Steamboat Springs The city planning department processed 36 percent fewer development permits in 2001 than in 2000, according to a year-end report the planning department will present to the City Council tonight.
The reason for the reduction in permits from 259 to 164, as far as the planning director is concerned, is the economic slowdown that is affecting the entire country. The result of the slowdown may be a change in the way the department does business a shift from concentrating on the day-to-day work of processing development applications to a more concerted effort to discuss and plan the long-term future of the community.
"With a growing pending projects list and a commitment to completing major projects, including the Community Plan and the WSSAP (West of Steamboat Springs Area Plan), staff finds that the slowdown in development applications offers the department a unique opportunity to finally complete the projects that will allow the city to be more 'proactive' in the planning process ," the report reads.
City Council members, however, say they have been getting phone calls from concerned residents mainly developers who want to know why so many planners are needed when there are so many fewer development applications to process.
Council President Pro Tem Paul Strong compared planners to development police officers and thinks developers' reactions are guided in part by an interest in getting some of those "cops" off the streets.
"If you're a drug trafficker you always want less DEA agents," he said.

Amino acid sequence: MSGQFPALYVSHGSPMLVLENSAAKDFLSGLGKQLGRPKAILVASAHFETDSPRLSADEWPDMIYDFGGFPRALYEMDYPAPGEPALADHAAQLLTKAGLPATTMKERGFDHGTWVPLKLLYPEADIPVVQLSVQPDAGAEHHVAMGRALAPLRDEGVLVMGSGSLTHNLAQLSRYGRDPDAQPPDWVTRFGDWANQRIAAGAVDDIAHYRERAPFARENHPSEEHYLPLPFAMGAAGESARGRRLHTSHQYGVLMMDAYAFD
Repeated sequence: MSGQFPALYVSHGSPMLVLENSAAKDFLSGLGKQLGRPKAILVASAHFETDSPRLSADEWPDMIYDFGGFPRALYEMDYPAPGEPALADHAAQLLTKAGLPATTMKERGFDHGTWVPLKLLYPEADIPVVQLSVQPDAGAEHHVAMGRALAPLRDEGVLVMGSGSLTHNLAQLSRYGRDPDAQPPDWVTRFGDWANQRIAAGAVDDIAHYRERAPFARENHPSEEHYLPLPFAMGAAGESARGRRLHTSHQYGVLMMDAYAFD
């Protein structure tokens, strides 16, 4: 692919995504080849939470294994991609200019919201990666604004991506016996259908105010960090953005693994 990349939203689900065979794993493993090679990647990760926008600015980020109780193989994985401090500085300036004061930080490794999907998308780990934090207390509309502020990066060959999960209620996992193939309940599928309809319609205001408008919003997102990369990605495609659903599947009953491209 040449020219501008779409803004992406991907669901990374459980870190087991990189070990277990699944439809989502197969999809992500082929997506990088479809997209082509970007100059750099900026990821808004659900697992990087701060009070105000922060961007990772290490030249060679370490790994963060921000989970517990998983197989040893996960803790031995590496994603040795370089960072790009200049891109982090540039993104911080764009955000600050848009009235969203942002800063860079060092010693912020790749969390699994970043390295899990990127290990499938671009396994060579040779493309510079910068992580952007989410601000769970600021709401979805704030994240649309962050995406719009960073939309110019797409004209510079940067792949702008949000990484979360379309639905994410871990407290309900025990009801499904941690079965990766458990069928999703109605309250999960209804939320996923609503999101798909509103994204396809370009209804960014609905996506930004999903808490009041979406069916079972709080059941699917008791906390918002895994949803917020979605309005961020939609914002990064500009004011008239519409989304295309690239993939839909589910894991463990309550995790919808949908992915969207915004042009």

Randall Hannaway, a principle in Colorado Group Realty and a member of the city Planning Commission, said he thinks developers are generally more concerned with streamlining the development process and making sure it's fair than with how many planners there are. He said the number of development permits will likely rise again and the need for planners will still be there.
Strong said he thinks it's a good thing that the staff is now full, given that the planning department has seen a great deal of turnover in the past five years one of the biggest reasons the city saw a delay in finishing the new Community Development Code.
Planning Director Wendie Schulenberg said the staff now has time to concentrate on long-range goals and help the community define its vision.
"We have a lot of issues out there that have been put on the back burner," she said.
The slowdown must be viewed in its proper context the development community has been extremely busy over the past three years, with extremely high permit numbers from 1998 to 2000, Schulenberg said. What, she asks, is "normal" development activity?
Planners may be asked by the council and Schulenberg to concentrate more of their time on the community plan as opposed to outsourcing much of it to consultants.